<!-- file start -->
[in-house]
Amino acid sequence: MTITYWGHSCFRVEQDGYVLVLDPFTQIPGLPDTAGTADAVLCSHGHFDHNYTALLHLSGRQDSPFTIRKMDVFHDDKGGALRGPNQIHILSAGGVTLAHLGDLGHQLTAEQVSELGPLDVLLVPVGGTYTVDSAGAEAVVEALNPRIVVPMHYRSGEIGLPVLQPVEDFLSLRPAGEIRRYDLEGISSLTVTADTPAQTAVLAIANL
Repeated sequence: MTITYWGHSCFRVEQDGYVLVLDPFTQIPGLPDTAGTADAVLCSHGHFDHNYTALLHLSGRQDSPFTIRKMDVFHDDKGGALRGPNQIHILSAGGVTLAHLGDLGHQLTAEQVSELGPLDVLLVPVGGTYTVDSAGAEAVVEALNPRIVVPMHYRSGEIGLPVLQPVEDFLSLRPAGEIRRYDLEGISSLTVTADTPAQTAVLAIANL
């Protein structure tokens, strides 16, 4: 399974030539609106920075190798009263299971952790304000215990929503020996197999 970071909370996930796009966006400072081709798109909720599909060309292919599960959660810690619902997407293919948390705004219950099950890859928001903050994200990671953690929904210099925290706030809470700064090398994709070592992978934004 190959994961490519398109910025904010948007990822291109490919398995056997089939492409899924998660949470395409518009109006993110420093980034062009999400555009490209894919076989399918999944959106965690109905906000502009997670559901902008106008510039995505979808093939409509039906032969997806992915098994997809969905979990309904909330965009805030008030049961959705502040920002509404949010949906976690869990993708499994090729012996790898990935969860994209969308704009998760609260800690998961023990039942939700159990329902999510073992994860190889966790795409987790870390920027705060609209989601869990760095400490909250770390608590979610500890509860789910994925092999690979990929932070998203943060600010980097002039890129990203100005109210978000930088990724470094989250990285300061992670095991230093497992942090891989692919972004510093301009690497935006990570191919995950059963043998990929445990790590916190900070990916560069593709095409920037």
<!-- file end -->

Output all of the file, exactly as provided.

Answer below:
[in-house]
Amino acid sequence: MTITYWGHSCFRVEQDGYVLVLDPFTQIPGLPDTAGTADAVLCSHGHFDHNYTALLHLSGRQDSPFTIRKMDVFHDDKGGALRGPNQIHILSAGGVTLAHLGDLGHQLTAEQVSELGPLDVLLVPVGGTYTVDSAGAEAVVEALNPRIVVPMHYRSGEIGLPVLQPVEDFLSLRPAGEIRRYDLEGISSLTVTADTPAQTAVLAIANL
Repeated sequence: MTITYWGHSCFRVEQDGYVLVLDPFTQIPGLPDTAGTADAVLCSHGHFDHNYTALLHLSGRQDSPFTIRKMDVFHDDKGGALRGPNQIHILSAGGVTLAHLGDLGHQLTAEQVSELGPLDVLLVPVGGTYTVDSAGAEAVVEALNPRIVVPMHYRSGEIGLPVLQPVEDFLSLRPAGEIRRYDLEGISSLTVTADTPAQTAVLAIANL
């Protein structure tokens, strides 16, 4: 399974030539609106920075190798009263299971952790304000215990929503020996197999 970071909370996930796009966006400072081709798109909720599909060309292919599960959660810690619902997407293919948390705004219950099950890859928001903050994200990671953690929904210099925290706030809470700064090398994709070592992978934004 190959994961490519398109910025904010948007990822291109490919398995056997089939492409899924998660949470395409518009109006993110420093980034062009999400555009490209894919076989399918999944959106965690109905906000502009997670559901902008106008510039995505979808093939409509039906032969997806992915098994997809969905979990309904909330965009805030008030049961959705502040920002509404949010949906976690869990993708499994090729012996790898990935969860994209969308704009998760609260800690998961023990039942939700159990329902999510073992994860190889966790795409987790870390920027705060609209989601869990760095400490909250770390608590979610500890509860789910994925092999690979990929932070998203943060600010980097002039890129990203100005109210978000930088990724470094989250990285300061992670095991230093497992942090891989692919972004510093301009690497935006990570191919995950059963043998990929445990790590916190900070990916560069593709095409920037």